A new decade has dawned! But before we get much further into 2020, it’s time to take one last look at the last decade (and last year), and see what the most popular mysteries were in 2019. Based on circulation figures at my local library, these were the most checked out mysteries in 2019.
- Robert B. Parker’s Blood Feud by Mike Lupica — There have been other authors to take on the mantle of the late Robert B. Parker to continue his characters’ stories, but this is the first one since 2014 that I’ve seen in the top ten! In Blood Feud, PI Sunny Randall is drawn into her ex-husband’s family business when he’s nearly killed as part of a potential turf war.
- In a House of Lies by Ian Rankin—The skeletal remains of a private investigator who went missing ten years prior brings Detective John Rebus out of retirement to solve a cold case of murder.
- Broken Ground by Val McDermid—5th book in the series featuring DCI Karen Pirie. Pirie’s latest case begins with a woman uncovering the inheritance her grandfather left her at the end of World War II. The inheritance was buried in a Highland peat bog along with a body shot between the eyes.
- Broken Bone China by Laura Childs— It’s death by hot air balloon when Theodosia Browning and Drayton Conneley witness the demise of a local software company CEO. And it’s not long before Theodosia and Drayton learn there were several motives and suspects for the murder in this latest (and 20th) Tea Shop Mystery.
- Murder on Millionaires’ Row by Erin Lindsey—A historical mystery series debut novel. Housemaid Rose Gallagher investigates the disappearance of her boss against the backdrop of Gilded Age Manhattan.
- The Guilty Dead by P. J. Tracy—A philanthropist appears to take his own life one year after his son died from an overdose. Minneapolis detectives Leo Magozzi and Gino Rolseth soon suspect that the philanthropist’s death was no suicide, and Grace MacBride’s Monkeewrench Software team begins to unravel clues and connections to a larger plot.
- Kingdom of the Blind by Louise Penny—Inspector Gamache is mysteriously named as one of three executors of an elderly woman’s estate. Her unusual will leads Gamache to question the woman’s sanity until a body is found. Meanwhile, Gamache is also faced with fallout from a previous investigation and a missing load of narcotics. 14th book in the series.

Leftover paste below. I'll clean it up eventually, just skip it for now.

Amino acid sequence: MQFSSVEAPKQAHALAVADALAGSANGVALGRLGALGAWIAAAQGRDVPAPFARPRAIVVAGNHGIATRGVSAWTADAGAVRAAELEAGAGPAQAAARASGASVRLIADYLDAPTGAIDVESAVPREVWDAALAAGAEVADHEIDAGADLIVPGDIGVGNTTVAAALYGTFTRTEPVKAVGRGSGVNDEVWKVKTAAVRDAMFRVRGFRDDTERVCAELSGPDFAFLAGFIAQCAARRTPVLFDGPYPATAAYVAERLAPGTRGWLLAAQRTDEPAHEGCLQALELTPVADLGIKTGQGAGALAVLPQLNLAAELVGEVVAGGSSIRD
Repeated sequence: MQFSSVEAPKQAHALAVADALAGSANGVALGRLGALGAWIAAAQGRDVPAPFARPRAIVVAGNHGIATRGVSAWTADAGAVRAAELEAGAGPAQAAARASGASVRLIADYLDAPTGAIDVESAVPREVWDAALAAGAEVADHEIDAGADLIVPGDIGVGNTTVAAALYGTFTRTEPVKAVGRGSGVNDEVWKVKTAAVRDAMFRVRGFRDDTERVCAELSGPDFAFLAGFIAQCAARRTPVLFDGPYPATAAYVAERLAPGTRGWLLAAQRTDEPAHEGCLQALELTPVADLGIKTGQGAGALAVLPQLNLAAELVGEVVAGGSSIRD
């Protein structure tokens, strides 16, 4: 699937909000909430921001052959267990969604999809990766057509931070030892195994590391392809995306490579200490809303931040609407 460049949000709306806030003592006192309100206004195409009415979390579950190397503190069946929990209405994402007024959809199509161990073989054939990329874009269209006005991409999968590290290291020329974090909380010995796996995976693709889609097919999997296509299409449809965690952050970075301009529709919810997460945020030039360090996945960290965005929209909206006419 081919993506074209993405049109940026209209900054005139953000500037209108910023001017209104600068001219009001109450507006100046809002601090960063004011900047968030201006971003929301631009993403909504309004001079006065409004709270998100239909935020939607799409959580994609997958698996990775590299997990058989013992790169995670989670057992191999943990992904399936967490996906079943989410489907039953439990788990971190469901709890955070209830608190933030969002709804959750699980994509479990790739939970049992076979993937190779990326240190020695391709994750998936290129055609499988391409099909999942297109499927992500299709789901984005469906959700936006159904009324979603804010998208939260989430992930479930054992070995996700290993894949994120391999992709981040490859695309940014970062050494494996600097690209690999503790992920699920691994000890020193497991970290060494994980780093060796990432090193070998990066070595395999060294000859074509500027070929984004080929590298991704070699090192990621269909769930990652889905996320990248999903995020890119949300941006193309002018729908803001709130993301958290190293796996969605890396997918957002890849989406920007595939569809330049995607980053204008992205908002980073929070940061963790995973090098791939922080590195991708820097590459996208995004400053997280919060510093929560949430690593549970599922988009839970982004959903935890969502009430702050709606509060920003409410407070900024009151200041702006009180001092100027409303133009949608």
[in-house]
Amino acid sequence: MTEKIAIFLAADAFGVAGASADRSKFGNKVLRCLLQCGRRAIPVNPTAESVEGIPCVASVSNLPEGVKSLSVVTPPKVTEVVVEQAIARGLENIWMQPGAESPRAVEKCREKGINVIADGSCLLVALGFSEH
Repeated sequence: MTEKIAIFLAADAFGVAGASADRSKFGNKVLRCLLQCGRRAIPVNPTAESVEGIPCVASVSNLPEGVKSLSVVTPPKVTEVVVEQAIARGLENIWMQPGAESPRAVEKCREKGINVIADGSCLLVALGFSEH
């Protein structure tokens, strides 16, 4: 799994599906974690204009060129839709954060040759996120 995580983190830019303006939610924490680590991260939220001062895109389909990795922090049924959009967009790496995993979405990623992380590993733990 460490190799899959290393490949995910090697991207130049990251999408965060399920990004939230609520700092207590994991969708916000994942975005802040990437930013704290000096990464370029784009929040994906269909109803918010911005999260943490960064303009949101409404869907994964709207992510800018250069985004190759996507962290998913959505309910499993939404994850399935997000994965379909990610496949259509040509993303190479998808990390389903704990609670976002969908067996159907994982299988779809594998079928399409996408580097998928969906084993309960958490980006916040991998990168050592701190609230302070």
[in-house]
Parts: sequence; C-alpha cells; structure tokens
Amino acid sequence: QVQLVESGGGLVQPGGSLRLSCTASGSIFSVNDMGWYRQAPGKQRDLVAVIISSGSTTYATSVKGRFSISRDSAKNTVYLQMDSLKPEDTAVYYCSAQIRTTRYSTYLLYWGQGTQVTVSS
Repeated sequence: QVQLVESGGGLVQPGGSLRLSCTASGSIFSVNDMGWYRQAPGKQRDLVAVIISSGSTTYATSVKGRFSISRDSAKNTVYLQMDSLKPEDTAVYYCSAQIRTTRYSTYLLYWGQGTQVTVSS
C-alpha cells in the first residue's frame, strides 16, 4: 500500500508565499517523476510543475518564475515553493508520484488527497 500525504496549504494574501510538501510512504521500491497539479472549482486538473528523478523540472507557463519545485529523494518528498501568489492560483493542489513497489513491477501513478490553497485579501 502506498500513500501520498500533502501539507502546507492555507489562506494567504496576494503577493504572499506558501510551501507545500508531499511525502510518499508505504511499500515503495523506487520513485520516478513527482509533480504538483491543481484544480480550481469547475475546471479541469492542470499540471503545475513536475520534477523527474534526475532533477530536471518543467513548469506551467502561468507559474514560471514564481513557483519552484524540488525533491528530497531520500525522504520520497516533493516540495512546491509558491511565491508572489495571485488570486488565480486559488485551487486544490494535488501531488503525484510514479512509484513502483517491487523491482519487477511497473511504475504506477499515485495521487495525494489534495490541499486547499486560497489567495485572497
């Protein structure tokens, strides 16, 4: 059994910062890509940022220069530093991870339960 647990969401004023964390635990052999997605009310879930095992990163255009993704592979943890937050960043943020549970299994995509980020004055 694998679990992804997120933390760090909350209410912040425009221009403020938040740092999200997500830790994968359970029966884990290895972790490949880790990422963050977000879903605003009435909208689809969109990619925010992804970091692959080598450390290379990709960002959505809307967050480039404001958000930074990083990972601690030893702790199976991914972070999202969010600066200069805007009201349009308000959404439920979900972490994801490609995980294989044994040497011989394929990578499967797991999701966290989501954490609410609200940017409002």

- Shell Game by Sara Paretsky—In the 19th V.I. Warshawski novel, V.I. heads to Kansas “on the trail of a vanished film student and a faded Hollywood star.”
- Watching You by Lisa Jewell—Murder and obsession consume a seemingly quiet neighborhood in Bristol, England. A newlywed becomes infatuated with a handsome high school principal whose son dreams of becoming a spy, and a single mother is convinced she’s being stalked by the principal, but her daughter fears her mother’s mental decline.
And the Number One Mystery of the Year is …
- Look Alive Twenty-Five by Janet Evanovich — Once again, Evanovich wins the number one slot. More often than not, this has been the case. Stephanie Plum’s 25th case involves the mysterious disappearance of not one, but three managers from the same New Jersey deli. Now, Stephanie is stepping in as the latest manager in the hunt to find out what happened.
And there you have it, the most popular reads of 2019. I should mention that both Janet Evanovich’s Look Alive Twenty-Five and Lisa Jewell’s Watching You also cracked the overall top ten of fiction reads at my library.
Honorable mentions: Some other popular reads of the year included: Martha Grimes’ Richard Jury novel, The Knowledge; Ann Cleeves’ Wild Fire; Ace Atkins’ Robert B. Parker’s Old Black Magic; and Elizabeth George’s The Punishment She Deserves.
Most of these authors in the top ten and honorable mentions are familiar names (and ones who’ve made appearances on past year’s lists), but it’s always interesting to see new names. Erin Lindsey and Lisa Jewell are a bit of a surprise here. British author Jewell is known for her popular fiction titles, but her more recent novels are quickly gaining traction among readers in the suspense/thriller genre. And Lindsey has shifted from her Bloodbound fantasy series to tackle a new genre with great success.
So are you delighted or disappointed by the top reads of 2019? How many have you read? Which books made your 2019 top ten list? What are your speculations for 2020 and mystery reading resolutions for the new year (and decade)?